The German term used for the single supports found at the head and tail of bookblocks otherwise sewn on double or paired single supports which appear to be unique to German bookbinding (singular: Kapitalbund). Their closeness to the head and tail edges of the bookblock will depend on where the binder decided to cut the edges, but they are most often found within 10mm of the head and tail edges. The edges are, however, sometimes cut so close to Kapitalbünde that they can be decorated with thread in the same way as the secondary sewing of a primary endband, but they must not be mistaken for endbands, even though they occupy the place and perform some of the functions of an endband (hence their name in German - Kapital is the German for endband). They are always attached to the boards, reinforcing board attachment at the critical points at the head and tail of the joints, and will also serve as change-over stations where there are no separate kettle stitches. Books with Kapitalbünde sometimes have unsupported intermediate sewing stations between the Kapitalbünde and the adjacent paired or double supports. Kapitalbünde are found on south German bindings from at least the second half of the fifteenth and the beginning of the sixteenth centuries. In the second half of the latter century, they were replaced by false Kapitalbünde, though these have not yet been recorded on seventeenth-century bindings.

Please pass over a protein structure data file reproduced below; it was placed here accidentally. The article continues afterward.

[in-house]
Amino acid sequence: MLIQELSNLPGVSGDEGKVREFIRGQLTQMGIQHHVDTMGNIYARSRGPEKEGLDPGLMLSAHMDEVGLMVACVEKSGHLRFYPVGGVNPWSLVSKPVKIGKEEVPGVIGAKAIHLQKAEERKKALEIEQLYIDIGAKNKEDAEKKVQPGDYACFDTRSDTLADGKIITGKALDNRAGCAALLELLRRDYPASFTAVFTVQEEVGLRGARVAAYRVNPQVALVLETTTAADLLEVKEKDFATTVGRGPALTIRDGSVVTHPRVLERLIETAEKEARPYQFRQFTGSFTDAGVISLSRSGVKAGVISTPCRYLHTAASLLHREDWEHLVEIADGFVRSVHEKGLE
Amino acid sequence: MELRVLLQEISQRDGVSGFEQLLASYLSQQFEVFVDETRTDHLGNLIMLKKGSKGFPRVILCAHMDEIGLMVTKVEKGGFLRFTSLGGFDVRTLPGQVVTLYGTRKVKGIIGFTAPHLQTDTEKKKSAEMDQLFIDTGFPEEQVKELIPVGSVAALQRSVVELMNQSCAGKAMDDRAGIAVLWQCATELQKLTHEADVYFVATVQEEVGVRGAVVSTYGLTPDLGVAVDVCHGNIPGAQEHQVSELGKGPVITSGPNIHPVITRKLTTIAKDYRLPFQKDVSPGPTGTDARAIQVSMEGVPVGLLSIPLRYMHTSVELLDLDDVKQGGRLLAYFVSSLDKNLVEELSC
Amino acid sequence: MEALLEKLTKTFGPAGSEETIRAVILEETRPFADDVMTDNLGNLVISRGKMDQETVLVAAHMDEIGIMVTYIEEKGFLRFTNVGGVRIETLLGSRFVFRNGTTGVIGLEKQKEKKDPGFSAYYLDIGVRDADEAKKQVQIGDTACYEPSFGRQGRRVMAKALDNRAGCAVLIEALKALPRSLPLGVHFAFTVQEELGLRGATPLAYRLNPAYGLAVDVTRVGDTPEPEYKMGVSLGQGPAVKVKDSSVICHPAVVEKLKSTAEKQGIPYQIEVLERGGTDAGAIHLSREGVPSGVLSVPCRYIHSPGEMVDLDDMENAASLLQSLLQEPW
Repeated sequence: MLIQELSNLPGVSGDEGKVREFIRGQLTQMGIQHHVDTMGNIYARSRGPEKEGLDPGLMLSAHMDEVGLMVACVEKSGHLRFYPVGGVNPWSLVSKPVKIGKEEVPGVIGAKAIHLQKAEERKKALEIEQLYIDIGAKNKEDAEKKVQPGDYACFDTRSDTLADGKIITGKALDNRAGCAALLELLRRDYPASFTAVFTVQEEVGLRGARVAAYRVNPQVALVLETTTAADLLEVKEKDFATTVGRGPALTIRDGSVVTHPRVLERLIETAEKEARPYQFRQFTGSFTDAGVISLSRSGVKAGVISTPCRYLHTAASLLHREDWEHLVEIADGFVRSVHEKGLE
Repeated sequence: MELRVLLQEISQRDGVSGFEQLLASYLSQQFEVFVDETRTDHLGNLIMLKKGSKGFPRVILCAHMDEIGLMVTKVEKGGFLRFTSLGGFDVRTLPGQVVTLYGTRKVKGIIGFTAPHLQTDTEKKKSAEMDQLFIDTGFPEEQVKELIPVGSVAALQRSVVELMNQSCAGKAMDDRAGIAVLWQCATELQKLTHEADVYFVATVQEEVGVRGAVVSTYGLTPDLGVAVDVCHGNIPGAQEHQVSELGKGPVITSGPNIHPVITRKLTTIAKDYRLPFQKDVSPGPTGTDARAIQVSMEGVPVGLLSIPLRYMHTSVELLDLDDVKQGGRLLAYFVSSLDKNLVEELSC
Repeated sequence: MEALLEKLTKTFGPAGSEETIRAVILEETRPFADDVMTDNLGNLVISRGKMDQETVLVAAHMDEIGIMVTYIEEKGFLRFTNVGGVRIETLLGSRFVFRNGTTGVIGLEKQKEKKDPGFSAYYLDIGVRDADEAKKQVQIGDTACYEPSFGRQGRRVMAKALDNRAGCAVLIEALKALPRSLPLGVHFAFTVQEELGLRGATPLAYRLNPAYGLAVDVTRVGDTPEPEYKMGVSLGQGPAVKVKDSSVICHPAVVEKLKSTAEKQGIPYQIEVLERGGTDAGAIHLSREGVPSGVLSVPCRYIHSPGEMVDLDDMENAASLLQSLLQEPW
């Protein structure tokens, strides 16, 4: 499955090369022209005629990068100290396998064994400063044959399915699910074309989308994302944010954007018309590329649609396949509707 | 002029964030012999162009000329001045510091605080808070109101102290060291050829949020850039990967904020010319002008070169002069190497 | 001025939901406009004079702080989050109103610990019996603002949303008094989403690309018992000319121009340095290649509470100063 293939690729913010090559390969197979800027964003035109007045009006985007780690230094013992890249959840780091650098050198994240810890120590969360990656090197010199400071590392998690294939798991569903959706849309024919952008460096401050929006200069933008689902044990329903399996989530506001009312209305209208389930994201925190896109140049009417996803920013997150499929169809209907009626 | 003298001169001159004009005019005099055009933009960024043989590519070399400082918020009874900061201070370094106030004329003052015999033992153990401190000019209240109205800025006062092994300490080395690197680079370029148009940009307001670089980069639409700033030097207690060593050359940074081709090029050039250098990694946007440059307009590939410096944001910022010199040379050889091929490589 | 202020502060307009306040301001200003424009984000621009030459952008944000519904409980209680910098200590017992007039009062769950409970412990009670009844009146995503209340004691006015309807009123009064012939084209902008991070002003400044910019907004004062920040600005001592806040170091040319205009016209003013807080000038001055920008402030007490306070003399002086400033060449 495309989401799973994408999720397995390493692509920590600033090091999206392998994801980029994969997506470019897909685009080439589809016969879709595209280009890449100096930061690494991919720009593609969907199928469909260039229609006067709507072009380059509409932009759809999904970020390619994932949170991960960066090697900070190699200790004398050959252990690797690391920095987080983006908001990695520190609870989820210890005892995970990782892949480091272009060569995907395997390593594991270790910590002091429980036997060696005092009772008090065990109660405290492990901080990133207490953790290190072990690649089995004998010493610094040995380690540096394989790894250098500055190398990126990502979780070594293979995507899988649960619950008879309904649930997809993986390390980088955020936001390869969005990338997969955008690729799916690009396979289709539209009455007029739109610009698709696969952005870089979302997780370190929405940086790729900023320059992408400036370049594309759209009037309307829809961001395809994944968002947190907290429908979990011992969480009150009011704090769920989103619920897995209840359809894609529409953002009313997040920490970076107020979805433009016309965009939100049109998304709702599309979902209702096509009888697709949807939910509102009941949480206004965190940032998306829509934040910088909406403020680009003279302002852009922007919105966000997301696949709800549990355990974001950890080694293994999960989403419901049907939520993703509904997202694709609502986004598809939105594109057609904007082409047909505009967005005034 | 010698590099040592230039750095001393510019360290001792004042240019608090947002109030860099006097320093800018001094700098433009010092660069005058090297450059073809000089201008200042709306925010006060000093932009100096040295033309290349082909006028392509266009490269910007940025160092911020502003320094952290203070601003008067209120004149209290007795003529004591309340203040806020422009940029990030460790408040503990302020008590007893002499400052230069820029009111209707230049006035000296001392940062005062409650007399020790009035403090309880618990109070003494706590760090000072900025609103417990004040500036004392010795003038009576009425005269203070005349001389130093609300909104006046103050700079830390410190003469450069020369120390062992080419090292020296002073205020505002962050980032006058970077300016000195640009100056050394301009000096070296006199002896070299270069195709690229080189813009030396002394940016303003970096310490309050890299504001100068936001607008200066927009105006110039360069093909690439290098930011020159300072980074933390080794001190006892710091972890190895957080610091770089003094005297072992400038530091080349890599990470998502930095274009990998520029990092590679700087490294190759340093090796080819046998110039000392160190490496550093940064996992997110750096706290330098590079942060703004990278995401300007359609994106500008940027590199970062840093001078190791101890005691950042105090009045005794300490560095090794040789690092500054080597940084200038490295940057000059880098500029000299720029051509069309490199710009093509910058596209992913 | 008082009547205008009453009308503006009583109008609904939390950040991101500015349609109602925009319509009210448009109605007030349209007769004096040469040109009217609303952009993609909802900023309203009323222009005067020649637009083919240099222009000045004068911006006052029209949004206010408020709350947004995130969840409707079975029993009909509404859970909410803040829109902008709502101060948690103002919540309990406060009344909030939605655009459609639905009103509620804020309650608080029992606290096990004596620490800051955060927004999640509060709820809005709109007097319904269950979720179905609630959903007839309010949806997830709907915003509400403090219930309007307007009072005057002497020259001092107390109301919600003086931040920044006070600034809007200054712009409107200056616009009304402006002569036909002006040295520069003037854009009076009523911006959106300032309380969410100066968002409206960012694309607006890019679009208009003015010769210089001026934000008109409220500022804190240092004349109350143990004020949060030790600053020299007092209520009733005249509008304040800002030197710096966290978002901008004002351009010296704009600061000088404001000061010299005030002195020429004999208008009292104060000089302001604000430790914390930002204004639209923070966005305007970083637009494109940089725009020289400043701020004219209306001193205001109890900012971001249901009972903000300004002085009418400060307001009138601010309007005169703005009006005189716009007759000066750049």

Broader partitive concept: